This has been troubling me for a while. A few days ago I mounted this circuit onto my breadboard, and even though it works, it does so very poorly.


The motor I'm trying to drive is a 12vDC motor and it's moving literally nothing even so it moves very slowly and the voltmeter readings show that only 1.9v make it pass the C-E circuit in the H Bridge. I really have no idea why is this happening.


I'm using an old laptop power supply that has a 12vDC output, a 5vDC one and ground. This circuit is supposed to simulate the behaviour of an electric gate. So I went out and watched what the one in my house did. I thought "lets make it go clockwise for a moment, wait for one, and go backwards for one." But my motor is only getting 1.9v out of the 12v it should be getting from the PSU.

¿Can someone point out why is this happening? or make me see a mistake i made please do so; it will be much appreciated. It's frustrating not knowing how to fix it.



closed as off-topic by placeholder, Daniel Grillo, Andy aka, dim, Autistic Jun 23 '16 at 21:00

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    \$\begingroup\$ I'm voting to close this question as off-topic because the OP doesn't care enough to actually spend time to format the question as a question and rambles excessively. \$\endgroup\$ – placeholder Jun 23 '16 at 16:51
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    \$\begingroup\$ The top two transistors appear to be emitter followers with presumably 3V or 5V on their bases. That just won't work. \$\endgroup\$ – Brian Drummond Jun 23 '16 at 17:14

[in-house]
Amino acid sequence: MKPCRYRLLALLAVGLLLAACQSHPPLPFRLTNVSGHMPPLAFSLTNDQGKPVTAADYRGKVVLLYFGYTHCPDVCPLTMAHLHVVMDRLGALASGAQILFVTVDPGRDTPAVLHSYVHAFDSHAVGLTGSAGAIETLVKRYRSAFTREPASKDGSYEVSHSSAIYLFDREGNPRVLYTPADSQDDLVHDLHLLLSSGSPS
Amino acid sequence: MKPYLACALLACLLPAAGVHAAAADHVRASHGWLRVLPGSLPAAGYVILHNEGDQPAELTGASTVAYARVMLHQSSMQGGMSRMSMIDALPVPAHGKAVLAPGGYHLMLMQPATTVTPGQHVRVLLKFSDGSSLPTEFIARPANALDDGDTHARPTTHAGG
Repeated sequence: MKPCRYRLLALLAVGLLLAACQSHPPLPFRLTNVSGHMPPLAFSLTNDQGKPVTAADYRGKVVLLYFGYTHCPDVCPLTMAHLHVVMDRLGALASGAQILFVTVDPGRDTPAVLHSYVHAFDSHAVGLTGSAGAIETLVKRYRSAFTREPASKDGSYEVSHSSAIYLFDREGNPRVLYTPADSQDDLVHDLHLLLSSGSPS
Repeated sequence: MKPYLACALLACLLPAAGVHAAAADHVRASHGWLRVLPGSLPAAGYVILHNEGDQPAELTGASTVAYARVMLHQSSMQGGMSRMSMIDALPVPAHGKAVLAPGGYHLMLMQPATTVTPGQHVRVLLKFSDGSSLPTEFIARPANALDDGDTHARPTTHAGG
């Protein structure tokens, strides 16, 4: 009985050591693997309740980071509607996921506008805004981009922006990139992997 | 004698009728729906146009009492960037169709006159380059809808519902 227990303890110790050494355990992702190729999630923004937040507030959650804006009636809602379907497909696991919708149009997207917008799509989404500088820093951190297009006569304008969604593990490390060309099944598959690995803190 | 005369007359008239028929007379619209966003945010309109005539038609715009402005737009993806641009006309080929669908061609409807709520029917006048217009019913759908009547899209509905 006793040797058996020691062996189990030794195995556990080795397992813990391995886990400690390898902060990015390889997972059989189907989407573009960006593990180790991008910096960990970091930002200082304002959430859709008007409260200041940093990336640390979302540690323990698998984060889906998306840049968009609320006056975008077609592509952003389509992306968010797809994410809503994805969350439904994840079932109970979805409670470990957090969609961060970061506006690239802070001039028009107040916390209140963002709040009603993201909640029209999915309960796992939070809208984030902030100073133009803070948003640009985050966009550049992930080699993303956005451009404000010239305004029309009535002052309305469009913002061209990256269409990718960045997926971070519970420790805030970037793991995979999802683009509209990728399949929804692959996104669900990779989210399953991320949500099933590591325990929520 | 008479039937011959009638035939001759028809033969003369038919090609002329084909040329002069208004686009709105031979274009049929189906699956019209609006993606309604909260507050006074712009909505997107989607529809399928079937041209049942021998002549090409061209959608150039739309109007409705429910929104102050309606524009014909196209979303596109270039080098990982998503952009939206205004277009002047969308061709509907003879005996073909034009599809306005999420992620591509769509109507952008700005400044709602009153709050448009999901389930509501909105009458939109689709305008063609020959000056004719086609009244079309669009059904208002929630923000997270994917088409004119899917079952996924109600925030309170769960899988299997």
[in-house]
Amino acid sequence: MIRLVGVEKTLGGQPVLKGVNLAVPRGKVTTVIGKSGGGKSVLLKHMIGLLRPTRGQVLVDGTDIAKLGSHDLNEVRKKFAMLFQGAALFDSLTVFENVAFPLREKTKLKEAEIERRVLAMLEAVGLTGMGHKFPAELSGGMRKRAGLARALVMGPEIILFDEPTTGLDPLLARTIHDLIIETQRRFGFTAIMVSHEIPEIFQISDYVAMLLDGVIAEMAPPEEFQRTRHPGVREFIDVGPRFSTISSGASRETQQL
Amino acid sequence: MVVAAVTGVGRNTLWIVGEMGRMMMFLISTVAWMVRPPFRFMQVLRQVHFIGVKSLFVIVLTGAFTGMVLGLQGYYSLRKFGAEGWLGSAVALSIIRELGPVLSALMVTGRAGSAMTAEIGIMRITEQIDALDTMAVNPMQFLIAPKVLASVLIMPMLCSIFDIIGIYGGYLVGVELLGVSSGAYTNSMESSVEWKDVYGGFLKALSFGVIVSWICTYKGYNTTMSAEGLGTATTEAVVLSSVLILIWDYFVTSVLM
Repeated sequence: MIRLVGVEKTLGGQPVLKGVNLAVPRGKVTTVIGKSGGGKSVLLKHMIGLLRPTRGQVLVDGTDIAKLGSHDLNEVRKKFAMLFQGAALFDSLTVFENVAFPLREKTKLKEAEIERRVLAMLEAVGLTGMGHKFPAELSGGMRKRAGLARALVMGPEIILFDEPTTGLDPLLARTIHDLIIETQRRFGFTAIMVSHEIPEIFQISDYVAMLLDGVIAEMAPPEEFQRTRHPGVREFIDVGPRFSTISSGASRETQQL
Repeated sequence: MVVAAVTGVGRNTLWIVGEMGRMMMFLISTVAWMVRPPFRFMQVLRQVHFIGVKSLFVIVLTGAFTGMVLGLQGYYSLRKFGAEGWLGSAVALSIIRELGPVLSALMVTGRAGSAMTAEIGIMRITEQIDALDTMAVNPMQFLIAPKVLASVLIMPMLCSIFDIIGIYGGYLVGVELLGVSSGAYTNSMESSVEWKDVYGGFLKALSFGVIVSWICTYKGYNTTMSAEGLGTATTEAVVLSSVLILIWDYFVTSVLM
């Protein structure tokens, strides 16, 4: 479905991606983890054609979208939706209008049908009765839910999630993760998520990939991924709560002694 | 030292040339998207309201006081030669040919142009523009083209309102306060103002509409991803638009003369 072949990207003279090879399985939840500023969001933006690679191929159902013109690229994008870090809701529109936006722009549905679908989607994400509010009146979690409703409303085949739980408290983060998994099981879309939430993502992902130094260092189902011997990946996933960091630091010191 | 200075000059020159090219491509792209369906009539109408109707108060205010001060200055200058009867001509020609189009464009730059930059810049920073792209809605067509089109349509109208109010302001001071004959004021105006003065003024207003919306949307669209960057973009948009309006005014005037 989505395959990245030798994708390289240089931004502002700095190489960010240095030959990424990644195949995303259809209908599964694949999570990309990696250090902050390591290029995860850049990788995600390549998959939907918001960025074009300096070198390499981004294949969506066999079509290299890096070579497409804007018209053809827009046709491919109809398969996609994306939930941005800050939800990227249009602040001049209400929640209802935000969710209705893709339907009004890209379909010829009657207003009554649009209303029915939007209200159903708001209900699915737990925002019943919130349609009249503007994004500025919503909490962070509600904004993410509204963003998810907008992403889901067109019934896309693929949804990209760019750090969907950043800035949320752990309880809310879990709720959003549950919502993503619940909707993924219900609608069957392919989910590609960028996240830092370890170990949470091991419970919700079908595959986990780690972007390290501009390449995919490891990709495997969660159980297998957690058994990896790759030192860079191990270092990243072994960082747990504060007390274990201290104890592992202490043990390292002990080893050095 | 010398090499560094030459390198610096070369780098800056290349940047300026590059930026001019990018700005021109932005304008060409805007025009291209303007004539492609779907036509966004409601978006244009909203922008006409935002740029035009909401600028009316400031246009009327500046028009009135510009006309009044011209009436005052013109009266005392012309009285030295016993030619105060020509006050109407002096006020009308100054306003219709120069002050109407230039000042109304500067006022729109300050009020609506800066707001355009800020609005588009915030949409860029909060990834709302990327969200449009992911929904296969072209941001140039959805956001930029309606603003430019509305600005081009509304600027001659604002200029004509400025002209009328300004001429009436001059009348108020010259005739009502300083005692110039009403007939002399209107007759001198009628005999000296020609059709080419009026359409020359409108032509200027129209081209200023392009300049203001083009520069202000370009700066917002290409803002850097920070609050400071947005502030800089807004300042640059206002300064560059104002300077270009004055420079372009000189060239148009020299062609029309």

Your high-side transistors should probably be PNP, driven by an NPN as shown in this image:

enter image description here

You cannot reliably drive high-side transistors the way you are trying to in your current circuit. The high-side transistors will need ~12V on their bases in order to switch on, whereas the low-side transistors only need ~5V on their bases to turn on. You need a special "high-side driver" that can supply 12V to the bases of the high-side transistors. You can do that using Q5 and Q6 shown in the image.


While @DerStorm8 is correct, you can get somewhat better performance by changing the level shifters in your circuit. The junction of R11 and R12, whose output drives the base of Q1/Q3 should be 12 volts instead of 5. There is another such section not visible to the right which drives Q2/Q4, and this needs to be changed similarly. This will only help a little, though. Look a the current path for a high output level:


simulate this circuit – Schematic created using CircuitLab

With all 3 resistors equal, the highest possible voltage at R2 is about 6.3 volts, set by R1/R3. Let's say the motor is considered to be a 100 ohm resistor, pulling about 100 mA at 12 volts. The base current at Q3 will obviously be much greater than at Q1, so an estimate of 4-5 volts is probably more like it. And the thing that gives you this much is that fact that, since there is at least 6 volts across Q1 it operates in linear mode rather than saturation, with the large current gain which this allows, so the base current of Q1 is small. All of this assumes that your motor needs less than about 100 mA from 12 volts.

With about 5 volts across the motor, you won't get nearly full speed.

You can get better performance by reducing R12 and its matching opposite to 100 ohms, but you also need to increase the wattage of both resistors to about 1 watt. Look at what happens when the level is low.


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